There’s a telling scene in which Martin and Elena come out of the cinema and she liked the film and he didn’t. It gave her hope as well as a familiar story, she says, while he didn’t think it reflected the misery of reality or said anything new. Harshly but perhaps not unjustly, he tells her: “Those who are always full can’t understand the misery of the hungry.” It feels like a moment in which philosophy, literature and the political and class struggles take the upper hand for Martin and his idealized love for her — call her Eden’s Beatrice — starts to wane. Indeed, not much later, he’s picked up a lowly waitress (Denise Sardisco) instead.
Interestingly, the couple’s conversation about the movie they saw doesn’t feel like a conduit for Marcello to try and say anything about his own cinema, which is neither fully familiar — though it does recycle a lot of styles and approaches from masters past — nor only interested in any kind of unfiltered and bleak reality. Quite the contrary, in fact, as all of his work is lush and lyrical even as it tries to explore complex and dark issues. This approach works surprisingly well for the first two-thirds of his latest film. The documentary footage sprinkled throughout is not only well-integrated — the color grader deserves some kind of award — but actually adds little daubs of contextual information that never intrude on the film’s fictional arc. But because the film proper doesn’t have enough time to dig very deep into Eden’s growing and then gradually shifting philosophical thinking and there is no way of knowing what the work of Eden as a writer actually contains — a few stray phrases said out loud notwithstanding — Martin Eden’s sociopolitical and literary considerations finally feel very superficial.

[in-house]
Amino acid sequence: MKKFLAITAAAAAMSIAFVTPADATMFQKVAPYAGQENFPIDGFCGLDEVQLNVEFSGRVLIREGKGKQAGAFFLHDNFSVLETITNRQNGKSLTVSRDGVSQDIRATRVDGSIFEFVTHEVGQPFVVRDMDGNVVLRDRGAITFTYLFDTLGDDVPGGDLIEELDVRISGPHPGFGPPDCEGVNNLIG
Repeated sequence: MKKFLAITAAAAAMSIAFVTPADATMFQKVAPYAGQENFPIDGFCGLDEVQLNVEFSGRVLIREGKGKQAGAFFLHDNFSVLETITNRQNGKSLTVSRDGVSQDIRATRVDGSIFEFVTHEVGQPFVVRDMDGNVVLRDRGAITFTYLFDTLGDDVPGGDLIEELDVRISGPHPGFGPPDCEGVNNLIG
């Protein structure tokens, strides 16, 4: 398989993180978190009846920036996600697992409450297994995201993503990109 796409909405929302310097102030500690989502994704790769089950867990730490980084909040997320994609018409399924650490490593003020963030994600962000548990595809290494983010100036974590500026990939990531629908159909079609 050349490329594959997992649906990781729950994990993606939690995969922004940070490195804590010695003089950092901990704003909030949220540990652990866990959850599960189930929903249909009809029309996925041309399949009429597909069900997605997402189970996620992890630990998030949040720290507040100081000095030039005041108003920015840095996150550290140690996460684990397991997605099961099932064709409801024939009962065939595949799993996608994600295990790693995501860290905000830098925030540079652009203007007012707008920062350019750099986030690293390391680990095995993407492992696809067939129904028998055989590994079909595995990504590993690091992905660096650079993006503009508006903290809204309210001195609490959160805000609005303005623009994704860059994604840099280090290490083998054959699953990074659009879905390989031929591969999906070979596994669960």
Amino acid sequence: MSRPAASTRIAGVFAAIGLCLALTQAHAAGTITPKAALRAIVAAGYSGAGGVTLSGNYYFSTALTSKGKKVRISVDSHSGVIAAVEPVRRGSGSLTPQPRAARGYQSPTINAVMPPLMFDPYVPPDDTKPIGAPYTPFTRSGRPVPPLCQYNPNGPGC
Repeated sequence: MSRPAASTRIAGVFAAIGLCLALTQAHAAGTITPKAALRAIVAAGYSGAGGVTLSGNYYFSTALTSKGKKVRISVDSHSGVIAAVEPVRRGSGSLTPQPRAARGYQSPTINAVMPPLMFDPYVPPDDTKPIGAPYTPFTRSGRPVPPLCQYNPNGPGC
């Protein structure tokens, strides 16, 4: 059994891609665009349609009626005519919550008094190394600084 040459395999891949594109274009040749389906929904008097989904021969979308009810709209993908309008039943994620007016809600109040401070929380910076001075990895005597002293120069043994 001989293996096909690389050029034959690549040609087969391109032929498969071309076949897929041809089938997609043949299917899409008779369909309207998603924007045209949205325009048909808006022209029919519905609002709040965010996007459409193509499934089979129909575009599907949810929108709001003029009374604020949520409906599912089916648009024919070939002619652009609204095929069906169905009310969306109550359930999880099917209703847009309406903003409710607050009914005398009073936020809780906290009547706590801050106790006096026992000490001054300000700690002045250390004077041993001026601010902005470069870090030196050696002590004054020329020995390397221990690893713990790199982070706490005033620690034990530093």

The maudit final act is set much later, after Eden has become a celebrated but unhappy writer. When it starts, it feels like the viewer needs to quickly run a couple of extra laps to catch up with what has happened during the ellipse and how this has possibly impacted Martin. But there’s little time and not enough evidence to figure out whether what Eden has always preached has suddenly become true and no longer being misunderstood has made him unhappy — or whether it is simply impossible to talk truthfully about the poor and exploited once you’ve become rich and successful and this is causing his anguished expressions, bad hair and terrible teeth. How his Darwinian take on socialism, much of it gleaned from the works of Herbert Spencer, figure into all this is also not entirely clear, though viewers will probably stop caring by the time they figure out Eden has done so, too.
As suggested earlier, Marinelli is a force of nature in every scene and doesn’t play Eden so much as inhabit him. Even if the characterization isn’t always fully detailed on the script level, Marinelli ensures that the titular figure is always fully and credibly alive as a determined, foolhardily-in-love young man, an insatiable intellectual-in-the-making and a man bent on beating the odds and becoming a published writer however many of his manuscripts are returned to sender (it becomes an almost comical running gag). We might not fully understand why Martin is unhappy when he becomes a success, but Marinelli at least suggests he’s unhappy in every fiber of his being.
All the other actors are bit players around this towering performance, playing second fiddle without there being a single false note in the orchestra. If only the same could have been said of the film’s screenplay.
Venue: Venice Film Festival (Competition)
Production companies: Avventurosa, IBC Movie, Rai Cinema, Match Factory Productions, Shellac Sud
Cast: Luca Marinelli, Jessica Cressy, Denise Sardisco, Vincenzo Nemolato, Carmen Pommella, Carlo Cecchi
Director: Pietro Marcello
Screenplay: Maurizio Braucci, Pietro Marcello
Producers: Pietro Marcello, Beppe Caschetto, Thomas Ordonneau, Michael Weber, Viola Fuegen
Executive producers: Dario Zonta, Alessio Lazzareschi, Michel Merkt
Cinematography: Francesco Di Giacomo, Alessandro Abate
Production design: Tiziana Poli
Costume design: Andrea Cavalletto
Editing: Aline Herve, Fabrizio Federico
Music: Marco Messina, Sacha Ricci, Paolo Marzocchi
Sales: The Match Factory
In Italian, Neapolitan, French
No rating, 129 minutes